Is There A Subterranean Ocean?

In his compulsively readable 2008 science fiction novel Flood, Stephen Baxter writes about an incredible series of events. Due to irreversible climate change, the various nations of the world experience a series of catastrophic floods. But as the novels proceed, it gets worse. The flooding overwhelms entire continents as hidden sources of water pour out their contents.

Although I was captivated by the novel, I was finding it difficult to properly suspend my disbelief in the main premise of the story. Now, however, I'm beginning to wonder if it might be possible.

[The] chemical makeup of a tiny, extremely rare gemstone has made researchers think there's a massive water reservoir hundreds of miles under the earth.

The gemstone in question is called ringwoodite, which is created when olivine, a material that is extremely common in the mantle, is highly pressurized; when it’s exposed to less pressurized environments, it reverts into olivine. It has previously been seen in meteorites and created in a laboratory, but until now it had never been found in a sample of the earth’s mantle.

Diamond expert Graham Pearson of the University of Alberta came across a seemingly worthless, three-millimeter piece of brown diamond that had been found in Mato Grosso, Brazil, while he was researching another type of mineral. Within that diamond, he and his team found ringwoodite—and they found that roughly 1.5 percent of the ringwoodite’s weight was made up of trapped water.

(Are there subterranean oceans?)

The ultimate origin of water in the Earth’s hydrosphere is in the deep Earth—the mantle. Theory and experiments have shown that although the water storage capacity of olivine-dominated shallow mantle is limited, the Earth’s transition zone, at depths between 410 and 660 kilometres, could be a major repository for water, owing to the ability of the higher-pressure polymorphs of olivine—wadsleyite and ringwoodite—to host enough water to comprise up to around 2.5 per cent of their weight.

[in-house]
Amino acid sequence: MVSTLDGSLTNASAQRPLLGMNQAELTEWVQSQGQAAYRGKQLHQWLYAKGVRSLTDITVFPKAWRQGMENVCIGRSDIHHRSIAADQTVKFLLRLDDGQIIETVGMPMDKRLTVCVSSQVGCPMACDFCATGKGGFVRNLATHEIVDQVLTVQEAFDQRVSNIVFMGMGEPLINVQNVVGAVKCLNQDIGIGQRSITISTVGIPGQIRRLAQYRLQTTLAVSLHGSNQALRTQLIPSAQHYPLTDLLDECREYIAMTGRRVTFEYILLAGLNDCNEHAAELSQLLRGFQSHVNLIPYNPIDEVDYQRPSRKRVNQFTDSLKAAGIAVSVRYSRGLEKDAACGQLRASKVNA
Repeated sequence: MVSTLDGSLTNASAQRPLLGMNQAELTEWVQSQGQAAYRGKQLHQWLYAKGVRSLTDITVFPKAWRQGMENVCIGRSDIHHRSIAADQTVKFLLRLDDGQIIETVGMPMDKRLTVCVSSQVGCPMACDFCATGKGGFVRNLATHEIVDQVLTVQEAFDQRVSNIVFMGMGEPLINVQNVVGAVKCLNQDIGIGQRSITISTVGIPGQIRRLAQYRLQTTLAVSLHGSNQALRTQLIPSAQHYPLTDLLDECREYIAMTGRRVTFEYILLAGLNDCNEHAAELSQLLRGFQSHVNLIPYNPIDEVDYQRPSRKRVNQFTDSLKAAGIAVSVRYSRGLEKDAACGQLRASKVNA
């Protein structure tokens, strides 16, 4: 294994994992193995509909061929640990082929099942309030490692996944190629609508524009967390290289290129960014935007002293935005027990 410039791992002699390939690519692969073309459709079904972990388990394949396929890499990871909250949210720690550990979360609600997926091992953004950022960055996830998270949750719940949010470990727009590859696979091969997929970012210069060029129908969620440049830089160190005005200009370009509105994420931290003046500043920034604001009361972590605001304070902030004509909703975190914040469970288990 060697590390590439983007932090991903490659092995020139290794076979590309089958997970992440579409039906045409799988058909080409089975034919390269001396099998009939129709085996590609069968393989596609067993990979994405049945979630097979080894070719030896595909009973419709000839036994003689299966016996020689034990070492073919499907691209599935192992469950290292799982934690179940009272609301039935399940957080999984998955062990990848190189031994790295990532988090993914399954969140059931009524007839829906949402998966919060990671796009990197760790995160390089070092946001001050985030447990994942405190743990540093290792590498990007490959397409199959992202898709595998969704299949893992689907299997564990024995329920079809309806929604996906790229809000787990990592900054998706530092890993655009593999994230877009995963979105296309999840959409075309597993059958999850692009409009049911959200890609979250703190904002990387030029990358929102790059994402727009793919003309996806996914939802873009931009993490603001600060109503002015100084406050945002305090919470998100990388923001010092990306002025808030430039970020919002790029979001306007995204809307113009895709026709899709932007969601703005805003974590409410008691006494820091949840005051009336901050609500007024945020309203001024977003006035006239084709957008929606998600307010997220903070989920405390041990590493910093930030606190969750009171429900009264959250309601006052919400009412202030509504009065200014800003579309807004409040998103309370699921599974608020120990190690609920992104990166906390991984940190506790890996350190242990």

A hydrous transition zone may have a key role in terrestrial magmatism and plate tectonics yet despite experimental demonstration of the water-bearing capacity of these phases, geophysical probes such as electrical conductivity have provided conflicting results and the issue of whether the transition zone contains abundant water remains highly controversial.

Here we report X-ray diffraction, Raman and infrared spectroscopic data that provide, to our knowledge, the first evidence for the terrestrial occurrence of any higher-pressure polymorph of olivine: we find ringwoodite included in a diamond from Juína, Brazil.

The water-rich nature of this inclusion, indicated by infrared absorption, along with the preservation of the ringwoodite, is direct evidence that, at least locally, the transition zone is hydrous, to about 1 weight per cent. The finding also indicates that some kimberlites must have their primary sources in this deep mantle region.

Fans of Jules Verne of course recall his 1864 blockbuster Journey to the Center of the Earth (aka Voyage au centre de la Terre). Read the relevant quote about Jules Verne's subterranean ocean from Journey to the Center of the Earth.

See Hydrous mantle transition zone indicated by ringwoodite included within diamond (Nature) via There's an ocean deep inside the Earth.

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